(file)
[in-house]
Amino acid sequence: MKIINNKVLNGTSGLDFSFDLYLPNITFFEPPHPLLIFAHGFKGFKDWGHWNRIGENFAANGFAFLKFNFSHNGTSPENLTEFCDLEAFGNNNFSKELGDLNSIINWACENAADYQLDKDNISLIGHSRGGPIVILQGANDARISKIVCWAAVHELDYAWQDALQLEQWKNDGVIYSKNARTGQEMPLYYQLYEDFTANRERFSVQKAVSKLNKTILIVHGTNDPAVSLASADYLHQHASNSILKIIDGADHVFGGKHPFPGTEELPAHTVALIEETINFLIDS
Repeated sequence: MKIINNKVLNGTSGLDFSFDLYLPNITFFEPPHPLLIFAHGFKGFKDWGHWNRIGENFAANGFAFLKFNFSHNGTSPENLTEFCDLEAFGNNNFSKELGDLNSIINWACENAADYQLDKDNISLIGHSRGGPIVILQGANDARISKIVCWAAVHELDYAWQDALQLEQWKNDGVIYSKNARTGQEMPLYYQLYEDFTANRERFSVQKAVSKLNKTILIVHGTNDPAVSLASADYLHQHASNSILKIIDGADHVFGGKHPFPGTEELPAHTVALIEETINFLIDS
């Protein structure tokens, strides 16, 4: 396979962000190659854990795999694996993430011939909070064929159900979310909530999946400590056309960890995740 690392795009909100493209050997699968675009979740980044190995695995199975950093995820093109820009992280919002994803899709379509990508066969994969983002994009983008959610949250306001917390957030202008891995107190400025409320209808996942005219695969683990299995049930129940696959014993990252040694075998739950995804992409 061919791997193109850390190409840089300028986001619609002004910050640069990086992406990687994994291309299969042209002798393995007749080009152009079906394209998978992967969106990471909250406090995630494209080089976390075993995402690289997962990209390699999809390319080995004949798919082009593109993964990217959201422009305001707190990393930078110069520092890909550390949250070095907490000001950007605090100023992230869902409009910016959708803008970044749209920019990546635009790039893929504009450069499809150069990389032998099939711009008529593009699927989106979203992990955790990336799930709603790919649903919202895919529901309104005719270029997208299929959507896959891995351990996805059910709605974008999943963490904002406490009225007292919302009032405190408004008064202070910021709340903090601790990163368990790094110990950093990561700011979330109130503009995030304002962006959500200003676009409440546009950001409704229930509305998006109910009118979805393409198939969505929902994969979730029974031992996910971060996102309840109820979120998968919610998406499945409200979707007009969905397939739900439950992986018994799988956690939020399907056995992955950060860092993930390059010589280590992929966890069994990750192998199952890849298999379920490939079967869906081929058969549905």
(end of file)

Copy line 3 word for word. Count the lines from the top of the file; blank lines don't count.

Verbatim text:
Repeated sequence: MKIINNKVLNGTSGLDFSFDLYLPNITFFEPPHPLLIFAHGFKGFKDWGHWNRIGENFAANGFAFLKFNFSHNGTSPENLTEFCDLEAFGNNNFSKELGDLNSIINWACENAADYQLDKDNISLIGHSRGGPIVILQGANDARISKIVCWAAVHELDYAWQDALQLEQWKNDGVIYSKNARTGQEMPLYYQLYEDFTANRERFSVQKAVSKLNKTILIVHGTNDPAVSLASADYLHQHASNSILKIIDGADHVFGGKHPFPGTEELPAHTVALIEETINFLIDS